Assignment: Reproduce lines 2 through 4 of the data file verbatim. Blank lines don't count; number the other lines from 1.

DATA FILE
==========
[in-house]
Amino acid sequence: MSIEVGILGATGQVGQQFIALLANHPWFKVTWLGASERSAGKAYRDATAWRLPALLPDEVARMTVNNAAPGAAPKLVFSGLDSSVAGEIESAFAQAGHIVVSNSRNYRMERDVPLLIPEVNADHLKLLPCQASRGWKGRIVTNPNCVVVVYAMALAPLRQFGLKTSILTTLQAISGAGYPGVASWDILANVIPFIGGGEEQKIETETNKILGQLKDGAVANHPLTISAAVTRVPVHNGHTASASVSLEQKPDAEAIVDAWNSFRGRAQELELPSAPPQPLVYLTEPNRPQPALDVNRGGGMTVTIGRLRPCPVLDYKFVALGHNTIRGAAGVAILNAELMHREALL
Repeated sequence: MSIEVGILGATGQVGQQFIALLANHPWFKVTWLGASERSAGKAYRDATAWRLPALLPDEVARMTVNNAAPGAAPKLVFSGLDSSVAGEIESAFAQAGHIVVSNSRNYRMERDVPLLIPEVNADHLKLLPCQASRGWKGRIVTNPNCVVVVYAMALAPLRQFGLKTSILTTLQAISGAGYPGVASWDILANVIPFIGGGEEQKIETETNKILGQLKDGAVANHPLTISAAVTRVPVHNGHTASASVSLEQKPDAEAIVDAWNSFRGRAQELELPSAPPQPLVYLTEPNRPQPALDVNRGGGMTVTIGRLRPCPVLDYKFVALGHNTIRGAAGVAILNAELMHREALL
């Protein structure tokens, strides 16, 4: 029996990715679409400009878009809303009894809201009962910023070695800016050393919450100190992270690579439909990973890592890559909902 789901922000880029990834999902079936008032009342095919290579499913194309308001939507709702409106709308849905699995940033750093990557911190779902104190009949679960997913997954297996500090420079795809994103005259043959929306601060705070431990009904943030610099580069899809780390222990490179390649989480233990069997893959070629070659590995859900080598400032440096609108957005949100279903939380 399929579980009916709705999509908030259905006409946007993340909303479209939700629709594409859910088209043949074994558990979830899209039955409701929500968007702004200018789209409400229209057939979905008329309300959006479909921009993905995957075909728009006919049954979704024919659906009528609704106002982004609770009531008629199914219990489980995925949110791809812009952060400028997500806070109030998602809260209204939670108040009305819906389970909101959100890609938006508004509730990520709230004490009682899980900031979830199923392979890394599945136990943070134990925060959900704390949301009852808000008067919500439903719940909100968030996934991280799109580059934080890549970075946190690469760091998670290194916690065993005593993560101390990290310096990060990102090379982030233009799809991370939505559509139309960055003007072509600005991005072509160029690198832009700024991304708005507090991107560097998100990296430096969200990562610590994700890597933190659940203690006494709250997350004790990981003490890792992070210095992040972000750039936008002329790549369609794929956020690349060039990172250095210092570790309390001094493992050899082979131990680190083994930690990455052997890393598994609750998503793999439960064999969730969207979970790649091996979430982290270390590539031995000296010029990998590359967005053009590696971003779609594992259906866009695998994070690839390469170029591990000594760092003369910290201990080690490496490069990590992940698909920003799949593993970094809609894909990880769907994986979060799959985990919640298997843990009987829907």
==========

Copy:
Amino acid sequence: MSIEVGILGATGQVGQQFIALLANHPWFKVTWLGASERSAGKAYRDATAWRLPALLPDEVARMTVNNAAPGAAPKLVFSGLDSSVAGEIESAFAQAGHIVVSNSRNYRMERDVPLLIPEVNADHLKLLPCQASRGWKGRIVTNPNCVVVVYAMALAPLRQFGLKTSILTTLQAISGAGYPGVASWDILANVIPFIGGGEEQKIETETNKILGQLKDGAVANHPLTISAAVTRVPVHNGHTASASVSLEQKPDAEAIVDAWNSFRGRAQELELPSAPPQPLVYLTEPNRPQPALDVNRGGGMTVTIGRLRPCPVLDYKFVALGHNTIRGAAGVAILNAELMHREALL
Repeated sequence: MSIEVGILGATGQVGQQFIALLANHPWFKVTWLGASERSAGKAYRDATAWRLPALLPDEVARMTVNNAAPGAAPKLVFSGLDSSVAGEIESAFAQAGHIVVSNSRNYRMERDVPLLIPEVNADHLKLLPCQASRGWKGRIVTNPNCVVVVYAMALAPLRQFGLKTSILTTLQAISGAGYPGVASWDILANVIPFIGGGEEQKIETETNKILGQLKDGAVANHPLTISAAVTRVPVHNGHTASASVSLEQKPDAEAIVDAWNSFRGRAQELELPSAPPQPLVYLTEPNRPQPALDVNRGGGMTVTIGRLRPCPVLDYKFVALGHNTIRGAAGVAILNAELMHREALL
């Protein structure tokens, strides 16, 4: 029996990715679409400009878009809303009894809201009962910023070695800016050393919450100190992270690579439909990973890592890559909902 789901922000880029990834999902079936008032009342095919290579499913194309308001939507709702409106709308849905699995940033750093990557911190779902104190009949679960997913997954297996500090420079795809994103005259043959929306601060705070431990009904943030610099580069899809780390222990490179390649989480233990069997893959070629070659590995859900080598400032440096609108957005949100279903939380 399929579980009916709705999509908030259905006409946007993340909303479209939700629709594409859910088209043949074994558990979830899209039955409701929500968007702004200018789209409400229209057939979905008329309300959006479909921009993905995957075909728009006919049954979704024919659906009528609704106002982004609770009531008629199914219990489980995925949110791809812009952060400028997500806070109030998602809260209204939670108040009305819906389970909101959100890609938006508004509730990520709230004490009682899980900031979830199923392979890394599945136990943070134990925060959900704390949301009852808000008067919500439903719940909100968030996934991280799109580059934080890549970075946190690469760091998670290194916690065993005593993560101390990290310096990060990102090379982030233009799809991370939505559509139309960055003007072509600005991005072509160029690198832009700024991304708005507090991107560097998100990296430096969200990562610590994700890597933190659940203690006494709250997350004790990981003490890792992070210095992040972000750039936008002329790549369609794929956020690349060039990172250095210092570790309390001094493992050899082979131990680190083994930690990455052997890393598994609750998503793999439960064999969730969207979970790649091996979430982290270390590539031995000296010029990998590359967005053009590696971003779609594992259906866009695998994070690839390469170029591990000594760092003369910290201990080690490496490069990590992940698909920003799949593993970094809609894909990880769907994986979060799959985990919640298997843990009987829907």